Chloé Thévenin’s journey flutters between shadow and light, night and day. But the night definitely belongs to Chloé.
Hers is the story of a pioneer, and in many rights: when she started DJing at the very end of the 90s, too few women were standing behind the turntabales. Chloé was among the first to proclaim loud and clear that DJing wasn’t solely a men’s trade.
And it’s no coincidence that the launching pad for this journey was a very special club, Le Pulp, which made moving bodies coming together an act of defiance and activism – particularly around issues related to minorities, whatever they may be.
From Paris (at the Pulp, but also at the Rex where she has her residence), through some of the world’s most noted clubs, Chloé has worked to defy expectations and continually surprise. Each of her sets tells a story that has as much to do ecstatic pleasure as with the sweet melancholy of that early morning walk home from a rave.
Soon came her first two albums: 2007’s The Waiting Room, and 2010’s One in Other (both released by the late Kill The DJ label). These are not exactly club-ready records, but rather electronic self-portraits that Chloé presented as “side-steps”. This would soon become a habit of hers: everything with Chloé is about displacement, unexpected angles from which to look at the dancefloor, then the audience, then society and ultimately our lives, to form a newer, more open vista.

In 2017, Chloé started her own label, Lumière Noire – the name itself heralds a contradictory spirit that refuses to choose between techno, dark electronica, earnest low-fi folk. This is music that evokes images just as well as it accompanies them.
In four years and about thirty releases (from the likes of Sutja Gutierrez, Il est vilaine, Destiino, Inigo Vontier, and Théo Muller) as well as volumes one and two of From Above (the compilations that stacked Jonathan Fitoussi and Marc Melià’s synthetic landscapes next to Rebeka Warrior and Benedikt Frey’s nocturnal, hypersexy universes,) the label continued its recon work through the electronic music scene, advancing with complete freedom.
That same freedom is at the center of Chloé’s third album, 2017’s Endless Revisions (a title that surely speaks volumes about this perfectionist who is known to go over her work a thousand times, refining its details), on which she collaborated with New Yorker Rhys Chatham, Ben Shemie of the band Suuns, and even the legendary French chanson luminary Alain Chamfort.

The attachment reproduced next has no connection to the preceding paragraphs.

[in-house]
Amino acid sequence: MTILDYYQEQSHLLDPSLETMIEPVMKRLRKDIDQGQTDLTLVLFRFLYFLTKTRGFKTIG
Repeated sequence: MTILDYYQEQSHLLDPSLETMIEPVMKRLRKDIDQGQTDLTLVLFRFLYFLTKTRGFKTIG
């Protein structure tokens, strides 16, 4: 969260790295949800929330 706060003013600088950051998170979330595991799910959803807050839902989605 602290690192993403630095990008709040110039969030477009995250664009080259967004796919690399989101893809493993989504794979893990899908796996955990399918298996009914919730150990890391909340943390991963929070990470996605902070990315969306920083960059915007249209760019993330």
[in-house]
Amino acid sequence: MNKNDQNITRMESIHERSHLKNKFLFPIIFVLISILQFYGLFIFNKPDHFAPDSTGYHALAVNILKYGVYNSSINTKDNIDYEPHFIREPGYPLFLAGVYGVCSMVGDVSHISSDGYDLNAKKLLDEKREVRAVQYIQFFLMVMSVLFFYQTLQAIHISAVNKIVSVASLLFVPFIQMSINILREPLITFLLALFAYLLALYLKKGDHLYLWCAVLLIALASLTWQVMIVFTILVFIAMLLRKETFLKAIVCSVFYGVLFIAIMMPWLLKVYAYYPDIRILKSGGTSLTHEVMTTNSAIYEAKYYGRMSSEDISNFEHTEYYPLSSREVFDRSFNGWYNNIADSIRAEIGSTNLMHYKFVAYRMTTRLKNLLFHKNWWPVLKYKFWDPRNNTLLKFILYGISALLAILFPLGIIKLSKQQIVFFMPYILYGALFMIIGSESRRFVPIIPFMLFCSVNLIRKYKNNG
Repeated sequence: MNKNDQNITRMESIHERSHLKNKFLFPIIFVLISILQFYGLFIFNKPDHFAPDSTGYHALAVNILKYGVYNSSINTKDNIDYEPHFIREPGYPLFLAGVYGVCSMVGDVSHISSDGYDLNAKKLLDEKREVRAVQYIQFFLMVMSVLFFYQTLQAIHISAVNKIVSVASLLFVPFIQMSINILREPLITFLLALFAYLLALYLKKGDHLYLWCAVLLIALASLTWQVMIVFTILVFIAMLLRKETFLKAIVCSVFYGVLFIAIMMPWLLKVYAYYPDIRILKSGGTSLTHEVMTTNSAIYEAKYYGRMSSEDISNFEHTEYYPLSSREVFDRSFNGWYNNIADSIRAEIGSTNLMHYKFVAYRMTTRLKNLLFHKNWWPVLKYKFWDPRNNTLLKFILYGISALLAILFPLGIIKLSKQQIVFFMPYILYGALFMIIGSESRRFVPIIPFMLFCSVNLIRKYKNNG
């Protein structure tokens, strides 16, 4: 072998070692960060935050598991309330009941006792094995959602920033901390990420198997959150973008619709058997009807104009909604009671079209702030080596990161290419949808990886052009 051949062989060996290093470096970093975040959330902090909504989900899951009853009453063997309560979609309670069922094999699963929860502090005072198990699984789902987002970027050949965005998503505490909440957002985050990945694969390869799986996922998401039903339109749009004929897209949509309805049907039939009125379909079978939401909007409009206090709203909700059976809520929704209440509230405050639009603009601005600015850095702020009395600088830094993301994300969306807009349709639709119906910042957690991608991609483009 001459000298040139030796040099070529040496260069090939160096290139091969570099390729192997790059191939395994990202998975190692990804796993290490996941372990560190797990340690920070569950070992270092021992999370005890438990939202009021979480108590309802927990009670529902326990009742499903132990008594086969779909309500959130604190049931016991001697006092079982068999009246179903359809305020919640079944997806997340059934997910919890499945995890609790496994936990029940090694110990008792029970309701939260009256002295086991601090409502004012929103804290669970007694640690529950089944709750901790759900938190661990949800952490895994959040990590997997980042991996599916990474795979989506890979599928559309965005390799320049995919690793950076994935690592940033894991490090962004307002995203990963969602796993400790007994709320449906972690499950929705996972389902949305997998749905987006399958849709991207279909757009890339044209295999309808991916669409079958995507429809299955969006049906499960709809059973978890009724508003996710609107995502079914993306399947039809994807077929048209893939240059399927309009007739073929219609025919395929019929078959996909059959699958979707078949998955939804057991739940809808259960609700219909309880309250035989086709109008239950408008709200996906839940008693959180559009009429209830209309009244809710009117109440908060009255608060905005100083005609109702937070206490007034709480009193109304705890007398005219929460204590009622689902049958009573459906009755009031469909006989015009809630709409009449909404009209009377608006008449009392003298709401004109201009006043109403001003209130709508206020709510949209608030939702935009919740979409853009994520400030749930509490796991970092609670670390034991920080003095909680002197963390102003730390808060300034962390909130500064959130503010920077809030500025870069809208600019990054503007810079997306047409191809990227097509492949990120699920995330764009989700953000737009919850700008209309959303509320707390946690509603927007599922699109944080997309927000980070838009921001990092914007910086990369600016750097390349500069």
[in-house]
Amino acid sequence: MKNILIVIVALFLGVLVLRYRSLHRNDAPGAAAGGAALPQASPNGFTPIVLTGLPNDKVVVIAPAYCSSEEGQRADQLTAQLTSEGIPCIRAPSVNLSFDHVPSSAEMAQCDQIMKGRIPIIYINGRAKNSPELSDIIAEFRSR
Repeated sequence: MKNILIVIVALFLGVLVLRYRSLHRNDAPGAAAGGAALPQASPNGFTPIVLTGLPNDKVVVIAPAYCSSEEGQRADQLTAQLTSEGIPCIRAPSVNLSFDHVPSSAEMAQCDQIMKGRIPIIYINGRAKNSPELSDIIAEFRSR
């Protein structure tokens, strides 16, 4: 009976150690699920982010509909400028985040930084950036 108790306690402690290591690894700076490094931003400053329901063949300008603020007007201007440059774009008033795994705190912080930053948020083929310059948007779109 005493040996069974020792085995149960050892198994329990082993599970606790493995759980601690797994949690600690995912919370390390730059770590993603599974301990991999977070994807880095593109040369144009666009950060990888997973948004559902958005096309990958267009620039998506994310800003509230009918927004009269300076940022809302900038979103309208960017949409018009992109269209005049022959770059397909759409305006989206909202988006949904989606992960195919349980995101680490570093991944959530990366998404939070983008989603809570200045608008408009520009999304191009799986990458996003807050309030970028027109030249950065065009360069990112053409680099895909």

In 2019, Chloé released Endless Revisions Live, not for the mere fetishism of chronicling a tour that, from its inaugural date at the Gaîté Lyrique in January 2018, went on to visit a large number of venues and festivals, but to convey how concerts, by the challenge they always represent for an electronic musician, gradually transformed each piece, giving them more flesh and intensity. So much so that Chloé herself defines live music today as a way of bringing the club into the studio, of bridging the gap between the two places where her music continues to flourish. The DJ and the musician finally found themselves facing the public, with the never impossible mission of bringing them into her universe.

After ten years of challenging labels and categories, Chloé felt increasingly free to work on sound textures, ambiances, narrative pieces, and other embryonic sonic storytelling devices ready to nestle themselves in a film soundtrack, leading Chloé to work with Kabyle musicians to score Lidia Leber Terki’s 2017 Paris La Blanche. This was no debut, however: as early as December 2012, the Cinémathèque française commissioned her to create a live soundtrack to accompany the restoration of one of Alfred Hitchcock’s first English silent films, 1929’s Blackmail. And soon, her score for Laurent Cantet’s (who won the 2008 Palme d’or at Cannes for his Entre les murs) eighth film Arthur Rambo will grace the screens.
And the spectrum never ceases to expand: for the 2021 edition of the Montpellier danse festival, Chloé proposed a creation that accompanied Maud Le Pladec’s latest choreography, Counting Stars with You (musique femmes). This was to be their second collaboration, after the 2020 Static Shot.

She is also at the center of an immersive, hypnotic experience: the Slo Mo project, with visuals by Dune Lunel Studio, an ambient live performance that was performed at the TAP in Poitiers, at the Lieu Unique in Nantes during the Assis/Debout/Couché festival (in a recumbent version), during the Grand Paris event in St Denis in collaboration with Le 104, at the Sónar festival in Barcelona, and at the Southbank Center in London.
These experiences have also informed Chloé’s work with marimba player Vassilena Serafimova. An album from the duo, Sequenza, will be released in October on Lumière Noire, following a number of concerts performed in French public theaters and at alternative music festivals –places that may not be natural habitats for Chloé’s music, but embody her spirit of openness and her will to make her work ever more accessible, building bridges with cultures beyond the clubs.
Finally, Chloé has been commissioned by French public radio network France Culture to produce its new on-air identification, starting in September 2021 – sonic universes that may last only a few seconds, but tell stories that make the listener want to pay attention.

Philippe Azoury